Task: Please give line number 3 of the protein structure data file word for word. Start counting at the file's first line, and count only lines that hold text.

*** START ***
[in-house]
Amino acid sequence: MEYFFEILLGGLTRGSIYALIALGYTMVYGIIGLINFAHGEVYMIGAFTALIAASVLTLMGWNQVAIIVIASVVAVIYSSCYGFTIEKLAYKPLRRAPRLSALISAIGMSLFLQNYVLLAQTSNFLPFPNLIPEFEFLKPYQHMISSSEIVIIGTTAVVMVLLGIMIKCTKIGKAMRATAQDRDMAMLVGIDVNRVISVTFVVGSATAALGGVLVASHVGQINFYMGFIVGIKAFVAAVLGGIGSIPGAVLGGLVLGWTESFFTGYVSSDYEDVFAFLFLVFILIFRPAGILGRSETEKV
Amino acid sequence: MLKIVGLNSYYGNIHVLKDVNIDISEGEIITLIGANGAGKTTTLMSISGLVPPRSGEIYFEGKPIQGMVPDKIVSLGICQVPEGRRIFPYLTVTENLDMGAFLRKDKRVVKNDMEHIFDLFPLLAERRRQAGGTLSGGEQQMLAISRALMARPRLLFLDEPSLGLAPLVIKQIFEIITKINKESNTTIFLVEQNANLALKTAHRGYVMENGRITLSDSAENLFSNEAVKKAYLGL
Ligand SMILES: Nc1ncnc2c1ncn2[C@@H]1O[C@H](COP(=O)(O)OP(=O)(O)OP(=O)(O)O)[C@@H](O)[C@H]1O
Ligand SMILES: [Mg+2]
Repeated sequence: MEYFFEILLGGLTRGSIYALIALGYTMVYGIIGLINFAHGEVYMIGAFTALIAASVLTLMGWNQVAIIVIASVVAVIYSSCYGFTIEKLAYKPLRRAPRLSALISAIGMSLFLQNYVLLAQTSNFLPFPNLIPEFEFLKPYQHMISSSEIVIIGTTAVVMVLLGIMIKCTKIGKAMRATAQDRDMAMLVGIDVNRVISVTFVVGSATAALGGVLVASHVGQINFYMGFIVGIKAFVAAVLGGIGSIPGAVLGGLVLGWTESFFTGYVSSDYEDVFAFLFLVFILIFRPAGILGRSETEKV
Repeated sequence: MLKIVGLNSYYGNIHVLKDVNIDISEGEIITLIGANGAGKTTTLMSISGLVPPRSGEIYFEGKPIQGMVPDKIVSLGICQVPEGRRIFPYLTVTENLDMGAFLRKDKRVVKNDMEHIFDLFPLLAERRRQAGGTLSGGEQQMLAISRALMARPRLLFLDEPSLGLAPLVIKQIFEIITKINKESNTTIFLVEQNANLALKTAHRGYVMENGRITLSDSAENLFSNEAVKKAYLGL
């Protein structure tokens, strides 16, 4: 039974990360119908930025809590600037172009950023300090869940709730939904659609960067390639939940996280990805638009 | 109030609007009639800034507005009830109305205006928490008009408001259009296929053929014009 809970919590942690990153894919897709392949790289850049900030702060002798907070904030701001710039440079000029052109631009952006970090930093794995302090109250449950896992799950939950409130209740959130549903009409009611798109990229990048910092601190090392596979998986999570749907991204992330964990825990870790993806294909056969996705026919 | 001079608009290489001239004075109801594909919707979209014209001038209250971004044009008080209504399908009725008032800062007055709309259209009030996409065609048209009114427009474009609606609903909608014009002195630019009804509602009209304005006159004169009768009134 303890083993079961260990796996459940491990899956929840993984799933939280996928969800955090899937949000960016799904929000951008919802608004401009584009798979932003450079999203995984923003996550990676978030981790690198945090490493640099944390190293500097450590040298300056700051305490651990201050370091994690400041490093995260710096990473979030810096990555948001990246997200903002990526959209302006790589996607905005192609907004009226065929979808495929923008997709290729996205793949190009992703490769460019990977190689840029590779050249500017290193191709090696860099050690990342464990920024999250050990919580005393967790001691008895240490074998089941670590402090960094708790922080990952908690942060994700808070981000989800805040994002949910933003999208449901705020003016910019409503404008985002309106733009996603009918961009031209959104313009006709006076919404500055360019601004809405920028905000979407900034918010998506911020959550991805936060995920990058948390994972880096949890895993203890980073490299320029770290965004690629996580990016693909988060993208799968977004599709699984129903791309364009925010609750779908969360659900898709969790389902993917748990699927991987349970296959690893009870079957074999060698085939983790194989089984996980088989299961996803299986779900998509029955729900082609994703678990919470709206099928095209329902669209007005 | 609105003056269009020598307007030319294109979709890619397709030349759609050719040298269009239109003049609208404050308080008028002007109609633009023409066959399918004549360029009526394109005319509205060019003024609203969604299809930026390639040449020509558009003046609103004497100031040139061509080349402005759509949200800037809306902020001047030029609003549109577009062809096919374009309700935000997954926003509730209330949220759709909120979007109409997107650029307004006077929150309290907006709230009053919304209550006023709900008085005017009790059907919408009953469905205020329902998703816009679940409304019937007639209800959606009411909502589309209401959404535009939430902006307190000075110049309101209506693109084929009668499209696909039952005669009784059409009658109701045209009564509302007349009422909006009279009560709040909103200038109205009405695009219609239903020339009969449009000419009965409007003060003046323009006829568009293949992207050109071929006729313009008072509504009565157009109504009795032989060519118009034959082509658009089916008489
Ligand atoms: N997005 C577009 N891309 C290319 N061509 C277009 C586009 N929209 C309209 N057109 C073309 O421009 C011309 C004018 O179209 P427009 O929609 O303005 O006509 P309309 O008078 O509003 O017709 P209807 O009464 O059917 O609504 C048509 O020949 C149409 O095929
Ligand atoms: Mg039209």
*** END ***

Amino acid sequence: MLKIVGLNSYYGNIHVLKDVNIDISEGEIITLIGANGAGKTTTLMSISGLVPPRSGEIYFEGKPIQGMVPDKIVSLGICQVPEGRRIFPYLTVTENLDMGAFLRKDKRVVKNDMEHIFDLFPLLAERRRQAGGTLSGGEQQMLAISRALMARPRLLFLDEPSLGLAPLVIKQIFEIITKINKESNTTIFLVEQNANLALKTAHRGYVMENGRITLSDSAENLFSNEAVKKAYLGL